Paid on-call fire department proposal draws interest from Ann Arbor officials
Ryan J. Stanton | AnnArbor.com
Ann Arbor officials say they're open to considering implementation of a new paid on-call firefighting system as an option for cutting costs at the Ann Arbor Fire Department.
The idea emerged today during an all-day city budget retreat as city officials brainstormed ways to address future shortfalls in the city's budget.
The city's general fund budget currently totals $81.45 million. The fire department, with 89 full-time employees budgeted this year, accounts for about $13.8 million of that.
Police Chief Barnett Jones, who serves as the city's public safety services administrator, said there are three kinds of fire departments throughout the country: Career departments made up of full-time employees, volunteer departments and paid on-call departments.
Due to economic conditions, Jones said, many cities are moving in the direction of a hybrid solution, blending existing career departments with on-call firefighters to reduce costs. He said Troy is the largest example of such a setup in Michigan.
According to the city of Troy's website, the city's fire department there has 11 sworn and one civilian career staff members and an authorized strength of 180 volunteer firefighters.
"In most communities, they have a paging system," Jones said of fire departments utilizing the paid on-call approach. "They have people who are certified firefighters. And when there's a call, it goes out, their pagers are alerted, and they all respond to the scene. Someone from the station brings the vehicle apparatus to the scene and they fight the fires."
Mayor John Hieftje and City Administrator Roger Fraser both expressed interest in the idea, as did some council members. They said the number of fire-related calls in Ann Arbor has been on a downward trend for many years.
"So it's time for us to evaluate it at least," Fraser said of switch to a paid on-call system. "We do think it's something worth evaluating."
"We're lagging sort of behind the industry best practice," said Council Member Stephen Rapundalo, D-2nd Ward, referring to other cities using paid on-call systems.
Jones, who went through fire safety training this past year and is now formally certified to be a firefighter, said it's nothing more than an option to consider at this point.
He said the idea hasn't been discussed yet with the staff of the fire department, but he "absolutely" expects resistance from city firefighters.
Dominick Lanza, the city's fire chief, was not in attendance at today's meeting. A representative of the firefighters union could not be reached for comment.
Asked how a paid on-call system might work in Ann Arbor, Jones said he won't even begin to broach that topic.
"That's something we have to sit down and talk about," he said. "The fire chief will be central to that and that discussion point will come from a policy made by City Council and the mayor. They have to make the policies on this. It's in their court."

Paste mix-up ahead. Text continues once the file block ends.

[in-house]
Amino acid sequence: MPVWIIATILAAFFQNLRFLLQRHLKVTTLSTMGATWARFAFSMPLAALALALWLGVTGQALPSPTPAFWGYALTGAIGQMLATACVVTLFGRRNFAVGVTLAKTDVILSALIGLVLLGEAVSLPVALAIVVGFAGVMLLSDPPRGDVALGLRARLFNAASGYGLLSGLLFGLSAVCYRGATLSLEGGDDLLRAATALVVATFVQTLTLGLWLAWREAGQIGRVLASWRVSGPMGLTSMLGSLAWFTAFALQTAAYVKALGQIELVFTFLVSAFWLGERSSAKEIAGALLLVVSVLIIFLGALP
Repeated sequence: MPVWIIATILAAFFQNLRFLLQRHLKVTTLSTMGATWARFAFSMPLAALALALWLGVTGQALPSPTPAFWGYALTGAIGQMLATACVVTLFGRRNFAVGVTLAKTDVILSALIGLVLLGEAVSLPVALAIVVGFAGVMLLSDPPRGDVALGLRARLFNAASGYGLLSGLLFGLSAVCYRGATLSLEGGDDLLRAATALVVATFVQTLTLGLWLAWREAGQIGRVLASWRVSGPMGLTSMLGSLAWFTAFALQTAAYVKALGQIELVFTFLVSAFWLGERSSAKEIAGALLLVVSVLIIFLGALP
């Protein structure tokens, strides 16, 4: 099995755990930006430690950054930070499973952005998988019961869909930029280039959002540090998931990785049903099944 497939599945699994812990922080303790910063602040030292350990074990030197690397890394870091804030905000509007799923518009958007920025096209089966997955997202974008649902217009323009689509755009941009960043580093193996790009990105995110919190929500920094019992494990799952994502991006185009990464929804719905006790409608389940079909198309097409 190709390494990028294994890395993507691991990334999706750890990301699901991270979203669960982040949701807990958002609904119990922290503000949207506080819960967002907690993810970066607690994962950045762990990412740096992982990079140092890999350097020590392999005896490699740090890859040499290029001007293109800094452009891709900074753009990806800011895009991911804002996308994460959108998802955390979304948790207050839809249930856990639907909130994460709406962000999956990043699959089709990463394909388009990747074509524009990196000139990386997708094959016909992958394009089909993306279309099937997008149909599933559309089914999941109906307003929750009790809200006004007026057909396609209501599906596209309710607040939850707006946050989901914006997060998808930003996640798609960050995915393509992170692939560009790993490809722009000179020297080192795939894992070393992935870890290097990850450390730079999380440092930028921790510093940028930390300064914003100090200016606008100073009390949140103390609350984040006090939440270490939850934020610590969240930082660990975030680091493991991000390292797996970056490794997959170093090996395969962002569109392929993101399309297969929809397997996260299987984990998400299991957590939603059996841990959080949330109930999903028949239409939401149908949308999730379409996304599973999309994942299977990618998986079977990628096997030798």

Ryan J. Stanton | AnnArbor.com
Fraser said there's evidence that paid on-call systems are working well in other communities, and "it's certainly something that will be talked about" for Ann Arbor.
"I can tell you when I was in Minnesota, in the entire state of Minnesota, there were only five, maybe only four, full-time paid fire services. Everything was paid on-call or volunteer," he noted.
"The issue that's in front of us, I believe, is to reconsider what we're doing and be open-minded about what the appropriate outcomes ought to be," he said. "At this point, what we're trying to do is get a specific set of understandings about what it is we do and what the alternatives may be, and then take that conversation to the community."
Neither Fraser nor Jones had estimates of what it could save the city to switch to a paid on-call system.
Hieftje said Troy is a "really good laboratory" for Ann Arbor to study.
"I think it's worth investigating what is going on there," he said, adding that Troy seems to be doing fine with the system. "I think that we owe it to our citizens to explore all options, and if there's a very highly ranked community not very far away over in Troy, it's easy for us to take a look."
Due to labor contracts, city officials said it likely would take a long time to implement a paid on-call system, but Fraser said the city has to start somewhere.
Fraser said fire suppression now accounts for less than 10 percent of how city firefighters spend their time — much of it is spent responding to emergency medical calls, he said.
He said the city is in negotiations right now to have Huron Valley Ambulance, a nonprofit community agency, assume responsibility for handling all emergency medical calls in Ann Arbor, ending the fire department's role in such matters.
Council Member Mike Anglin, D-5th Ward, said the city needs to be upfront with the public about its intentions for the fire department. He predicts the issue could turn political in a hurry.
One thing is certain, Rapundalo said: "We cannot sustain the path that we're on."
Ryan J. Stanton covers government and politics for AnnArbor.com. Reach him at email@example.com or 734-623-2529.